Even if you don't experience winter storms often, it's still important to know how to drive in any season's conditions. Here's how to take to the road during winter weather.
If you drive in...
- Heavy rain: Avoid slamming on the brakes or abruptly correcting your steering. If your vehicle begins hydroplaning, ease off the gas pedal and steer straight until you regain control.
- Dense fog: Use fog lights. If your vehicle has front fog lights, they can help illuminate the road and make your vehicle more visible to other drivers. Some vehicles have rear fog lights, which help those behind you see your vehicle from farther away. Keep headlights on low beam (high-beams just reflect off the fog and don't illuminate the road ahead), and hug the right edge of the road. If you need to pull over, move far away from traffic and turn off your lights: Other drivers might see taillights and think you're in the traffic lane, which can lead to them going off the road.
- Icy conditions: Don't make sharp turns or corrections, and avoid slamming on the brakes–it could cause skidding. When approaching a hill, wait until the vehicle in front of you has reached the top before you start up. Drive steadily up the hill but avoid going too fast; that could cause you to swerve.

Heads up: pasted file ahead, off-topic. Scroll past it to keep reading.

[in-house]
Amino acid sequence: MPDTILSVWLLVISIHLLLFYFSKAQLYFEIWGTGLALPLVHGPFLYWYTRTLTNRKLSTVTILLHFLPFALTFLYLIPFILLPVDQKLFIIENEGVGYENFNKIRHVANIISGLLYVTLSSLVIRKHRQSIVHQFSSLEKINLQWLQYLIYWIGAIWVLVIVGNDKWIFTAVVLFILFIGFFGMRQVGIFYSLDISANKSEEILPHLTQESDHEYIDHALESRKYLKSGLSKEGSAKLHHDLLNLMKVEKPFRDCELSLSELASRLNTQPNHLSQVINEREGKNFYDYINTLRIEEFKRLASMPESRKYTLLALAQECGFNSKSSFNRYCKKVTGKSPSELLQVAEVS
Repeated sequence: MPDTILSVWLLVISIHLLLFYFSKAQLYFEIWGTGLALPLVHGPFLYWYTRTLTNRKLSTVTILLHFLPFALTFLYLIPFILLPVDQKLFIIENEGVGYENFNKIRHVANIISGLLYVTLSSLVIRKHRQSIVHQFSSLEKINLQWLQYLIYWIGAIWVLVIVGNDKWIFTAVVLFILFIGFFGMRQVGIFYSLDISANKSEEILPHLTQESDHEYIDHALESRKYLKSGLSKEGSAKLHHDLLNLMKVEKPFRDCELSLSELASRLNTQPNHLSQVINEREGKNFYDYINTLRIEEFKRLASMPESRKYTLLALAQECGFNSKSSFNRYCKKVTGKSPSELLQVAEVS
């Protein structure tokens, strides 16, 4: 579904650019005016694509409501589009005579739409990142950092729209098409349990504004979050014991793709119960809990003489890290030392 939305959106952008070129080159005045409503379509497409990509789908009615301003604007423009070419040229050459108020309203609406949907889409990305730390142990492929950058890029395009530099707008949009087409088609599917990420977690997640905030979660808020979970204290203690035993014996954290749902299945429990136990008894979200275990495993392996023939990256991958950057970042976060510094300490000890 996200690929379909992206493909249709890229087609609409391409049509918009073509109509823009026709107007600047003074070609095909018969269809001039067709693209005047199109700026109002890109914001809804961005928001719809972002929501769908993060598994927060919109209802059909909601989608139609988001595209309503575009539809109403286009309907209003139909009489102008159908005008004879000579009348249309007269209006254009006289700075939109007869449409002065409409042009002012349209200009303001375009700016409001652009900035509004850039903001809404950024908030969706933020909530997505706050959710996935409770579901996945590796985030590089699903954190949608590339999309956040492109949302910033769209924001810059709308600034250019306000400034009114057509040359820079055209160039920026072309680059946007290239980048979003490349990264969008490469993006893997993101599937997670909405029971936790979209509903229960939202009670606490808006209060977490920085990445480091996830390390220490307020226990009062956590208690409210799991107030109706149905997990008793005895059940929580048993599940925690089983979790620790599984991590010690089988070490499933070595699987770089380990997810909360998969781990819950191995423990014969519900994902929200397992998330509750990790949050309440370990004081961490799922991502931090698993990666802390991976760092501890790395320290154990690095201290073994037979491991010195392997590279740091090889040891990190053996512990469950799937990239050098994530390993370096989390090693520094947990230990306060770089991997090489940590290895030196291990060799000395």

- Snowy weather or on snow-covered roads: Don't pass snowplows or sanding trucks – they are likely trying to clear the road ahead. Approach intersections slowly, and brake gently to avoid skidding. If you slide, turn your steering wheel in the direction your vehicle is sliding.
And in all winter weather scenarios, avoid using cruise control, drive slower than usual, and leave plenty of stopping distance between your vehicle and the one in front of you.
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